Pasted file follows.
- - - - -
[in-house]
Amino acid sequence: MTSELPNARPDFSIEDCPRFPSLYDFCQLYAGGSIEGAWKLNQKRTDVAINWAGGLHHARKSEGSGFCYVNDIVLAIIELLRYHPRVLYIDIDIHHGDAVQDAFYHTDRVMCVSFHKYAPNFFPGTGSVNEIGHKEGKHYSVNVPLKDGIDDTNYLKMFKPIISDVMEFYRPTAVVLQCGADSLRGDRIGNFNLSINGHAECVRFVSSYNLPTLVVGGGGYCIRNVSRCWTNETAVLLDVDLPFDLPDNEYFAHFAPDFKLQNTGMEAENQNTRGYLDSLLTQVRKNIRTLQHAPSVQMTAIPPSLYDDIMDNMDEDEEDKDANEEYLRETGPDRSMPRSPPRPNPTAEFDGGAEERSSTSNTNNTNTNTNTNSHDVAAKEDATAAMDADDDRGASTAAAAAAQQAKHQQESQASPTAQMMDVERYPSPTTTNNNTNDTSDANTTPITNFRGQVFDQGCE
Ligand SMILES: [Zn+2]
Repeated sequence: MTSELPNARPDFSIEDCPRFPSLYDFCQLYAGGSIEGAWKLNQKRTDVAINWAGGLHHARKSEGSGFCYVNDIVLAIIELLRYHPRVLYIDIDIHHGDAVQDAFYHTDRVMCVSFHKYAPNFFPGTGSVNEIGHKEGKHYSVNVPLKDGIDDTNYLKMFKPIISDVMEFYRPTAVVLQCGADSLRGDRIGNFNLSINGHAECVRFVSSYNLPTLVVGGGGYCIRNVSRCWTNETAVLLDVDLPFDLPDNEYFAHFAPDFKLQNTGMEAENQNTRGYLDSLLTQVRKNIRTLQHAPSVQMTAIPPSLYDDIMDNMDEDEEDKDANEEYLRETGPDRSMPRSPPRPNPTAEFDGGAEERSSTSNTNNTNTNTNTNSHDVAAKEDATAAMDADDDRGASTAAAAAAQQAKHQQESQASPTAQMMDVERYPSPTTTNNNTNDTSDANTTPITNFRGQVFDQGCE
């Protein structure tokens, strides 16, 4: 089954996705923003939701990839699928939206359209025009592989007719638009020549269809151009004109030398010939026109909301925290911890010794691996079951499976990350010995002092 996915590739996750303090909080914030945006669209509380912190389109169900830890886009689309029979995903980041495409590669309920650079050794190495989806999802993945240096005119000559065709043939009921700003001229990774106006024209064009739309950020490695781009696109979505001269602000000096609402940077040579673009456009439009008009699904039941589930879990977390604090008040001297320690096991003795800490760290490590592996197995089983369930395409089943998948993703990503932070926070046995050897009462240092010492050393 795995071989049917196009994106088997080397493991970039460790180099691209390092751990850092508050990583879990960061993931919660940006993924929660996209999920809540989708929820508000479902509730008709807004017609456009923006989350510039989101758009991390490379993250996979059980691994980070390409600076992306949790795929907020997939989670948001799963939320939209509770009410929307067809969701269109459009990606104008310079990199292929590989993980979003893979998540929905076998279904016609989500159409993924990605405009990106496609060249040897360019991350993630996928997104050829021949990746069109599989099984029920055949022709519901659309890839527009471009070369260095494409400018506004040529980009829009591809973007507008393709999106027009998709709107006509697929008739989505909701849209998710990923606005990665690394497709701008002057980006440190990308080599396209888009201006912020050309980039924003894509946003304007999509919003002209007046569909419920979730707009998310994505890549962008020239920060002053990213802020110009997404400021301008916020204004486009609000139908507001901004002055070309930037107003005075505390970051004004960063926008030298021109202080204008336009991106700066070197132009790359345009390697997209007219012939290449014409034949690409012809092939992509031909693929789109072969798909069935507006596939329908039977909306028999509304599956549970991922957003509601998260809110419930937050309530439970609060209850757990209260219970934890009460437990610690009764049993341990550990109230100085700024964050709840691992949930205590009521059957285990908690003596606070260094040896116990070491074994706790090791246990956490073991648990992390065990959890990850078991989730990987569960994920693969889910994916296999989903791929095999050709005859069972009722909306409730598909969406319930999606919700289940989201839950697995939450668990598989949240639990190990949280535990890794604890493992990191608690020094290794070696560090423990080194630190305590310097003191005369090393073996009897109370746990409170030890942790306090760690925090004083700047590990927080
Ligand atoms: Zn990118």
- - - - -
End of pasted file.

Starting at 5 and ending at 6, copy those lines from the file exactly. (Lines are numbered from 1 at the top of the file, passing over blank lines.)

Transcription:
């Protein structure tokens, strides 16, 4: 089954996705923003939701990839699928939206359209025009592989007719638009020549269809151009004109030398010939026109909301925290911890010794691996079951499976990350010995002092 996915590739996750303090909080914030945006669209509380912190389109169900830890886009689309029979995903980041495409590669309920650079050794190495989806999802993945240096005119000559065709043939009921700003001229990774106006024209064009739309950020490695781009696109979505001269602000000096609402940077040579673009456009439009008009699904039941589930879990977390604090008040001297320690096991003795800490760290490590592996197995089983369930395409089943998948993703990503932070926070046995050897009462240092010492050393 795995071989049917196009994106088997080397493991970039460790180099691209390092751990850092508050990583879990960061993931919660940006993924929660996209999920809540989708929820508000479902509730008709807004017609456009923006989350510039989101758009991390490379993250996979059980691994980070390409600076992306949790795929907020997939989670948001799963939320939209509770009410929307067809969701269109459009990606104008310079990199292929590989993980979003893979998540929905076998279904016609989500159409993924990605405009990106496609060249040897360019991350993630996928997104050829021949990746069109599989099984029920055949022709519901659309890839527009471009070369260095494409400018506004040529980009829009591809973007507008393709999106027009998709709107006509697929008739989505909701849209998710990923606005990665690394497709701008002057980006440190990308080599396209888009201006912020050309980039924003894509946003304007999509919003002209007046569909419920979730707009998310994505890549962008020239920060002053990213802020110009997404400021301008916020204004486009609000139908507001901004002055070309930037107003005075505390970051004004960063926008030298021109202080204008336009991106700066070197132009790359345009390697997209007219012939290449014409034949690409012809092939992509031909693929789109072969798909069935507006596939329908039977909306028999509304599956549970991922957003509601998260809110419930937050309530439970609060209850757990209260219970934890009460437990610690009764049993341990550990109230100085700024964050709840691992949930205590009521059957285990908690003596606070260094040896116990070491074994706790090791246990956490073991648990992390065990959890990850078991989730990987569960994920693969889910994916296999989903791929095999050709005859069972009722909306409730598909969406319930999606919700289940989201839950697995939450668990598989949240639990190990949280535990890794604890493992990191608690020094290794070696560090423990080194630190305590310097003191005369090393073996009897109370746990409170030890942790306090760690925090004083700047590990927080
Ligand atoms: Zn990118």